An unwanted benefit and bill: A recent special assessment case
Posted on 06/24/2011 at 12:46 PM by Benjamin Bruner
In Gray v. City of Indianola (May 6, 2011), the Iowa Supreme Court examined the fairness of special assessments levied upon certain property owners. The district court had found that the property owners had been assessed in excess of the special benefits received from the project and reduced the assessments. The city appealed the district court's decision and the Supreme Court ultimately determined that the method, manner and amounts of the special assessment were (for the most part) proper, and upheld the bulk of the assessment. In this case, several property owners sued the city of Indianola, Iowa, challenging the special assessments specifically levied for the paving a gravel road abutting their property and installing a sidewalk along the road. The plaintiffs owned residential acreages on the west edge of Indianola along a gravel road. The school board decided to build an elementary school along the road and the city council decided to pave it. Said paving project included expanding and paving the road, reconfiguring ditches, and installing sidewalks on both sides. The city council's decision to pave was based on the location of the school, and it may be worth noting that none of the owners of the residential acreages had requested that the road be paved. Iowa Code section 384.61 addresses the assessment of costs incurred by municipalities in the development of public improvements, and in pertinent part sets forth the following:
The total cost of a public improvement, except for paving that portion of a street lying between railroad tracks and one foot outside the tracks, or which is to be otherwise paid, must be assessed against all lots in the assessment district in accordance with the special benefits conferred upon the property, and not in excess of such benefits. Iowa Code section 384.61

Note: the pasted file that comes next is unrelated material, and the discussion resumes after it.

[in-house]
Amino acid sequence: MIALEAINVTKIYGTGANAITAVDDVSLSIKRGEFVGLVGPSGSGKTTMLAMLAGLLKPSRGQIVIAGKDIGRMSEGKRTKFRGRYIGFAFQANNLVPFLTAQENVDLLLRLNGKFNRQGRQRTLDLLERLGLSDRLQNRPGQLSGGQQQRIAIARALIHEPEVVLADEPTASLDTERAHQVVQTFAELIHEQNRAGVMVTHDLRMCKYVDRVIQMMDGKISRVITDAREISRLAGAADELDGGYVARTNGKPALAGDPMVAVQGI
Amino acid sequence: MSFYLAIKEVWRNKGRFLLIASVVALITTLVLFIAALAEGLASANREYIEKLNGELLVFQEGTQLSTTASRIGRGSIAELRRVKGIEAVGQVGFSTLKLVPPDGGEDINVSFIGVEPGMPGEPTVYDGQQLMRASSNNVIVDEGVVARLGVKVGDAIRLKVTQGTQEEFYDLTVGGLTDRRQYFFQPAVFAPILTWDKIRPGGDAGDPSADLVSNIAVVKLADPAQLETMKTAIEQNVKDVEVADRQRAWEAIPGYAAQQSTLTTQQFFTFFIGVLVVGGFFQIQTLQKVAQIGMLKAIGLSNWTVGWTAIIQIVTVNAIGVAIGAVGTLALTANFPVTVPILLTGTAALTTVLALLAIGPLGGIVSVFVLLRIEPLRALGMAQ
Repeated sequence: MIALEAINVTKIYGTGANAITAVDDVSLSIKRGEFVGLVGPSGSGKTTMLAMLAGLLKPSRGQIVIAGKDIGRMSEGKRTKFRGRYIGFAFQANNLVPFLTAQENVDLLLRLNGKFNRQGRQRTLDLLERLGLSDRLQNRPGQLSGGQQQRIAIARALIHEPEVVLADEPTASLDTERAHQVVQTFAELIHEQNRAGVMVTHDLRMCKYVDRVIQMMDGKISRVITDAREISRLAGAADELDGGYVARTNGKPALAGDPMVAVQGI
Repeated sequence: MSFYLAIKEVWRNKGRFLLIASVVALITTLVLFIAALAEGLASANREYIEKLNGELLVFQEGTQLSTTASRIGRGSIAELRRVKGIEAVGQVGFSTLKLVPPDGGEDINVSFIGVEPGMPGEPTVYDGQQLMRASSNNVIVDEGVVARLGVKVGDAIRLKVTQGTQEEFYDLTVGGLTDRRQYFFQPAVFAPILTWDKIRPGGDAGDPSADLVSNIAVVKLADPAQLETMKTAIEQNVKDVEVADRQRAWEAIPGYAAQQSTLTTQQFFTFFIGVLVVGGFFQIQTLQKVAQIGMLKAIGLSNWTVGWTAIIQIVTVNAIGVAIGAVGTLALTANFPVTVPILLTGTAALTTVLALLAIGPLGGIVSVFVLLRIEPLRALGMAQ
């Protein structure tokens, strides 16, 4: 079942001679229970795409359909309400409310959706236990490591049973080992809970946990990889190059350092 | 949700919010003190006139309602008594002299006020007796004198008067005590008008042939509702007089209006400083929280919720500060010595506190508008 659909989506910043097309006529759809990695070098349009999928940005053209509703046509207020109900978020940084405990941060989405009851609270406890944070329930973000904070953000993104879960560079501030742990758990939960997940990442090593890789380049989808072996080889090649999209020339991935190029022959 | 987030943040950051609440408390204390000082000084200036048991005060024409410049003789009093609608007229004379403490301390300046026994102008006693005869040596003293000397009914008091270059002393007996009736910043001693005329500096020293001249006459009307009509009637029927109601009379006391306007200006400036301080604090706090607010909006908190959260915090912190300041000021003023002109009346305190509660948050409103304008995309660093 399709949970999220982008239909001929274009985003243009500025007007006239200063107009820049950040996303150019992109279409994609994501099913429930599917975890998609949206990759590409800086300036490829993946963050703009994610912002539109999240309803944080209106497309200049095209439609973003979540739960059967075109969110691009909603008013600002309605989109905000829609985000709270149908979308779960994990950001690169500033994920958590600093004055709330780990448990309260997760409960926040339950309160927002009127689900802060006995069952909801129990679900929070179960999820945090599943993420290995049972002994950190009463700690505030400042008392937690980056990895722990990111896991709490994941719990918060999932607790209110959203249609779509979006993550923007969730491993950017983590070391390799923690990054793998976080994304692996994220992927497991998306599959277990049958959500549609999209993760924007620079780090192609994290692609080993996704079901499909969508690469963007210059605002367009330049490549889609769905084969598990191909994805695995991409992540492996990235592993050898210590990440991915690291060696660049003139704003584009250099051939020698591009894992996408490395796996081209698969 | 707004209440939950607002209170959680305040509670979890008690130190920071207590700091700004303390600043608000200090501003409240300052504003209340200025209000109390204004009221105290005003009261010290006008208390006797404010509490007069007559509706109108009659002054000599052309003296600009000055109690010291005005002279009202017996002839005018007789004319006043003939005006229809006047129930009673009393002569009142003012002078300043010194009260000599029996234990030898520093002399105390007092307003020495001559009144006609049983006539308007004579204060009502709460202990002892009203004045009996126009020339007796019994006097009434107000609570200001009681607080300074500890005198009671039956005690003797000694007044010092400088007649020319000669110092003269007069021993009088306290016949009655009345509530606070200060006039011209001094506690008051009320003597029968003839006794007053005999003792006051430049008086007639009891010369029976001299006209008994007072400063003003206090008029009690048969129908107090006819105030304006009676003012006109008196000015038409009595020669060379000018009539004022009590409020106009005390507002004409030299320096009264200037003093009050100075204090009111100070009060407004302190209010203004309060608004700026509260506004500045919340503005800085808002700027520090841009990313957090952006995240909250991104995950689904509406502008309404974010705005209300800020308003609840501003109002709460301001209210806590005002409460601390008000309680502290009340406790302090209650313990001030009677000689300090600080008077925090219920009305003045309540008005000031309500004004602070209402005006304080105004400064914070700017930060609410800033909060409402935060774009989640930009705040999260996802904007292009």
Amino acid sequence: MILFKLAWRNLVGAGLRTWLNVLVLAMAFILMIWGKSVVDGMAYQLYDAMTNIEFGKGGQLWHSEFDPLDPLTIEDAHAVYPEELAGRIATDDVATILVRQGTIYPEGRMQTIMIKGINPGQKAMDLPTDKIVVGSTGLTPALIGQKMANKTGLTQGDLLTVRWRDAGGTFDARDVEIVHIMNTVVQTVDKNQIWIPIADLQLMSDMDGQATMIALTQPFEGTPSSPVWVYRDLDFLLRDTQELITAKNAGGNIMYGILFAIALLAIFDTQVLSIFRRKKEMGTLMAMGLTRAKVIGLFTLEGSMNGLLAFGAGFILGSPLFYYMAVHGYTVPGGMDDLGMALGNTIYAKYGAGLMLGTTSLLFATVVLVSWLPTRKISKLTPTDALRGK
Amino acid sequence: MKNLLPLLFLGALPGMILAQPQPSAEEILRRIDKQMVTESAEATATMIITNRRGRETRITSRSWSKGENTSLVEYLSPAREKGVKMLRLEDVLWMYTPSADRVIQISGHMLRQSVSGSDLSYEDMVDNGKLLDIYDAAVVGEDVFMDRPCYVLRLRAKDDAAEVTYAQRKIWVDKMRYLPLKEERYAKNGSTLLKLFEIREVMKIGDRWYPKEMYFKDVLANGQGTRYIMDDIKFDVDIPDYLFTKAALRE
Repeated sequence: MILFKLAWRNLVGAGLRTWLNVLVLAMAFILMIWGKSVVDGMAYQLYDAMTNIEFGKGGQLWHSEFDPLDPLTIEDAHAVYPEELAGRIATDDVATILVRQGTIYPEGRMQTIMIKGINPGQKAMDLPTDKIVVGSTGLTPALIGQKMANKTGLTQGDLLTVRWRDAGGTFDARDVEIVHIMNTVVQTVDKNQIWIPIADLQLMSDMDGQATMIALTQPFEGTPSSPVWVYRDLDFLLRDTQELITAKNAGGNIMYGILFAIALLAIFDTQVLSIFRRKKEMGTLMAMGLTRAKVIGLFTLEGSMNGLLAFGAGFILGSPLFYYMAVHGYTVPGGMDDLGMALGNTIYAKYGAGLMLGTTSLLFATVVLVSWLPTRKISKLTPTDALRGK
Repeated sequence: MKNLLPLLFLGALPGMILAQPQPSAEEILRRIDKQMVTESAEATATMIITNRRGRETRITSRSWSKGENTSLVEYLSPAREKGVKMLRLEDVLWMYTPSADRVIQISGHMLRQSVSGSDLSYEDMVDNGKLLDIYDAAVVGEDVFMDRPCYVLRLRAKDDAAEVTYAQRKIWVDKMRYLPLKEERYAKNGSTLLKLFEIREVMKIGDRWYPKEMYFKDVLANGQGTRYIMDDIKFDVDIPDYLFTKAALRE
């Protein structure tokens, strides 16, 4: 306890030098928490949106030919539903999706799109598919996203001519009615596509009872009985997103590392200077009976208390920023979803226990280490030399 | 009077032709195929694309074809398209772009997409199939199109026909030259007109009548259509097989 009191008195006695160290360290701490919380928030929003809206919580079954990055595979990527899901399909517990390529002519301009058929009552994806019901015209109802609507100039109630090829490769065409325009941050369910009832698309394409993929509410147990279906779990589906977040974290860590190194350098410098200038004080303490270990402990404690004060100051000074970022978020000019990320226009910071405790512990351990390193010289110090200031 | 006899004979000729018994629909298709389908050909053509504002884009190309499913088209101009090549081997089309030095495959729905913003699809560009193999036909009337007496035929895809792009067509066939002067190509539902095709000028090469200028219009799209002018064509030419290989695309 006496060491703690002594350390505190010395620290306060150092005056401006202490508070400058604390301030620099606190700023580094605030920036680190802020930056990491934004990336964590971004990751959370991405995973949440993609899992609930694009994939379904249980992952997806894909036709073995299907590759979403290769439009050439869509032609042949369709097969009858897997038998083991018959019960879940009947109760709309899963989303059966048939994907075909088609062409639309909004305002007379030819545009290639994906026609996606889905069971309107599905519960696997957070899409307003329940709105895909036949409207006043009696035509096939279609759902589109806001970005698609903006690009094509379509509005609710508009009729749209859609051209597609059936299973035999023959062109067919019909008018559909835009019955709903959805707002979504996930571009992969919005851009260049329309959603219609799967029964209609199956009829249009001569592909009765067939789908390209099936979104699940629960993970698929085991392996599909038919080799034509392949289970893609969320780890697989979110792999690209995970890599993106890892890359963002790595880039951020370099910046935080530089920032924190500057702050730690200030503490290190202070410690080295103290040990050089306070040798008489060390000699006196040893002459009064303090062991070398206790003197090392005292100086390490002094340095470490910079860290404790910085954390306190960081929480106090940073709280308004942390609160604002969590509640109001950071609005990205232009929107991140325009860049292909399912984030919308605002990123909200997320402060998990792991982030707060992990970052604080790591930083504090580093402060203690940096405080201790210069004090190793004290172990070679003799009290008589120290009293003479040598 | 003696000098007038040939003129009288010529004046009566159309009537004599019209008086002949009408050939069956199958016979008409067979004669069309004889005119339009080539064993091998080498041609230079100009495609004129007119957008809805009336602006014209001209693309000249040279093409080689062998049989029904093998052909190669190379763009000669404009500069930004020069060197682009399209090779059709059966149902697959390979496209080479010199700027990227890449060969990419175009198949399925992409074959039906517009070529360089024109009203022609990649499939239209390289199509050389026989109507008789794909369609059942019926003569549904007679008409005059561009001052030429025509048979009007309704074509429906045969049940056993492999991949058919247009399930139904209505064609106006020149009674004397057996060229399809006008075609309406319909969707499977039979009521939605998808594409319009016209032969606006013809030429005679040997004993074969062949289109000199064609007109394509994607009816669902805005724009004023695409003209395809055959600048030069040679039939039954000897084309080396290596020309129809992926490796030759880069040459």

The Code states that a special assessment cannot exceed 25% of the value of the property. The statutory scheme also provides limitations to 'ensure that individual property owners are not subsidizing the general benefits enjoyed by the public resulting from the improvements, particularly when street improvements are at issue' Horak Prairie Farm, 748 N.W.2d at 507. In this particular case, the controversy centered on whether the property owners were assessed in excess of the special benefits they received from the improvement. Specifically, the plaintiffs contended that the city inappropriately relied on a purely mathematically formula, the Flint formula, to spread the costs of the street paving project among the abutting landowners resulting in assessments which were higher than the special benefit conferred upon their properties. The owners contended that the city should have engaged in an individualized assessment of each parcel to gauge the benefits conferred upon the property, to ensure that they were not subsidizing the general benefits enjoyed by the public resulting from the improvements. The court concluded that the substantial benefits derived by the general public from the paving project did not render the special assessment excessive, as the city did not assess the full cost of the project against the properties within the assessment district. Instead, (despite using the mathematical Flint formula as a starting point) at several points in the assessment process, the city reduced the assessment against the private landowners to balance the general benefits conferred upon the public with the special benefits conferred upon the abutting properties. The Supreme Court noted that property owners naturally are not happy about sharing the cost of public improvements through special assessments, particularly ones that they did not ask for. The court seems to marginalize the property owners' arguments of detriment caused by the project when it quoted the previous case, Chicago R.I. & P. Ry. V. City of Centerville, stating 'it is natural for the average property owner to resent the burden thus laid upon him, and he easily persuades himself that the thing for which he is asked to pay is a detriment, rather than a benefit, to his land, and ordinarily it is not difficult for him to find plenty of sympathizing neighbors who will unite in supporting his contention.' 153 N.W. 106, 108 (1915). It should be noted that the court did, however, partially reduce the cost of the assessment for the sidewalk, ruling that the assessments for the same failed to account for the significant public benefit occasioned by the sidewalks. Thus, you may not ask for it, but you may still very well be liable for a portion of the bill related to certain city improvements, as these costs and expenses are regularly assessed against the 'benefitted' property owners.
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